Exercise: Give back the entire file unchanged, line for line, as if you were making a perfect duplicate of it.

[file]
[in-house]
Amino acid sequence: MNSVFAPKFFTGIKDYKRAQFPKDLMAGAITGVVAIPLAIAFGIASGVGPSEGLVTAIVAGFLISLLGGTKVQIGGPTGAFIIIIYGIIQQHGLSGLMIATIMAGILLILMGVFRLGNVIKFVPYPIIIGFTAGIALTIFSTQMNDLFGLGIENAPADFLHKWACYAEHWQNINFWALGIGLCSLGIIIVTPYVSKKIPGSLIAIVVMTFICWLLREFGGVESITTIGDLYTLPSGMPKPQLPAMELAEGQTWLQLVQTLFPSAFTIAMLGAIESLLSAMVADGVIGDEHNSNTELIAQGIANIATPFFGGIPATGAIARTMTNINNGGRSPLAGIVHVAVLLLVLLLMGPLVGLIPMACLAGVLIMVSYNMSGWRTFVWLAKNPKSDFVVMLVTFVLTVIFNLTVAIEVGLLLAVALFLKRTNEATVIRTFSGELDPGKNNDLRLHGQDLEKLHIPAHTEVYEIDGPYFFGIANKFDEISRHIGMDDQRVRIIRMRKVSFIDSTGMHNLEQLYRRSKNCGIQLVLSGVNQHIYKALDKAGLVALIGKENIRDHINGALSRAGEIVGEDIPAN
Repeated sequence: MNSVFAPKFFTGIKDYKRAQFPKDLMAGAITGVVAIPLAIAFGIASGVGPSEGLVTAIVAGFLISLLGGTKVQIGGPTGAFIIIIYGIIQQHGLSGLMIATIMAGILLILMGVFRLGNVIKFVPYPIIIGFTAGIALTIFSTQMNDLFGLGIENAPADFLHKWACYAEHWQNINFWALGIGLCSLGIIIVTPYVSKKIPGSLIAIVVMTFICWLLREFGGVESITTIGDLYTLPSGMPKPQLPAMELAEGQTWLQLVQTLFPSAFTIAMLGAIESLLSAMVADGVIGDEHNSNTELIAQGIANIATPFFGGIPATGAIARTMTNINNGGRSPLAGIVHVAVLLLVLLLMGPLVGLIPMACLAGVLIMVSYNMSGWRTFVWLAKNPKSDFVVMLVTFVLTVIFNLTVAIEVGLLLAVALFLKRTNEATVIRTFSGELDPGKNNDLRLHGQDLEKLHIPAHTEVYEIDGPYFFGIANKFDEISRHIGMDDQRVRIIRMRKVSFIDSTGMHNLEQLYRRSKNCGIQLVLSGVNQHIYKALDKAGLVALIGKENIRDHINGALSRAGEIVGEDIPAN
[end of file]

[in-house]
Amino acid sequence: MNSVFAPKFFTGIKDYKRAQFPKDLMAGAITGVVAIPLAIAFGIASGVGPSEGLVTAIVAGFLISLLGGTKVQIGGPTGAFIIIIYGIIQQHGLSGLMIATIMAGILLILMGVFRLGNVIKFVPYPIIIGFTAGIALTIFSTQMNDLFGLGIENAPADFLHKWACYAEHWQNINFWALGIGLCSLGIIIVTPYVSKKIPGSLIAIVVMTFICWLLREFGGVESITTIGDLYTLPSGMPKPQLPAMELAEGQTWLQLVQTLFPSAFTIAMLGAIESLLSAMVADGVIGDEHNSNTELIAQGIANIATPFFGGIPATGAIARTMTNINNGGRSPLAGIVHVAVLLLVLLLMGPLVGLIPMACLAGVLIMVSYNMSGWRTFVWLAKNPKSDFVVMLVTFVLTVIFNLTVAIEVGLLLAVALFLKRTNEATVIRTFSGELDPGKNNDLRLHGQDLEKLHIPAHTEVYEIDGPYFFGIANKFDEISRHIGMDDQRVRIIRMRKVSFIDSTGMHNLEQLYRRSKNCGIQLVLSGVNQHIYKALDKAGLVALIGKENIRDHINGALSRAGEIVGEDIPAN
Repeated sequence: MNSVFAPKFFTGIKDYKRAQFPKDLMAGAITGVVAIPLAIAFGIASGVGPSEGLVTAIVAGFLISLLGGTKVQIGGPTGAFIIIIYGIIQQHGLSGLMIATIMAGILLILMGVFRLGNVIKFVPYPIIIGFTAGIALTIFSTQMNDLFGLGIENAPADFLHKWACYAEHWQNINFWALGIGLCSLGIIIVTPYVSKKIPGSLIAIVVMTFICWLLREFGGVESITTIGDLYTLPSGMPKPQLPAMELAEGQTWLQLVQTLFPSAFTIAMLGAIESLLSAMVADGVIGDEHNSNTELIAQGIANIATPFFGGIPATGAIARTMTNINNGGRSPLAGIVHVAVLLLVLLLMGPLVGLIPMACLAGVLIMVSYNMSGWRTFVWLAKNPKSDFVVMLVTFVLTVIFNLTVAIEVGLLLAVALFLKRTNEATVIRTFSGELDPGKNNDLRLHGQDLEKLHIPAHTEVYEIDGPYFFGIANKFDEISRHIGMDDQRVRIIRMRKVSFIDSTGMHNLEQLYRRSKNCGIQLVLSGVNQHIYKALDKAGLVALIGKENIRDHINGALSRAGEIVGEDIPAN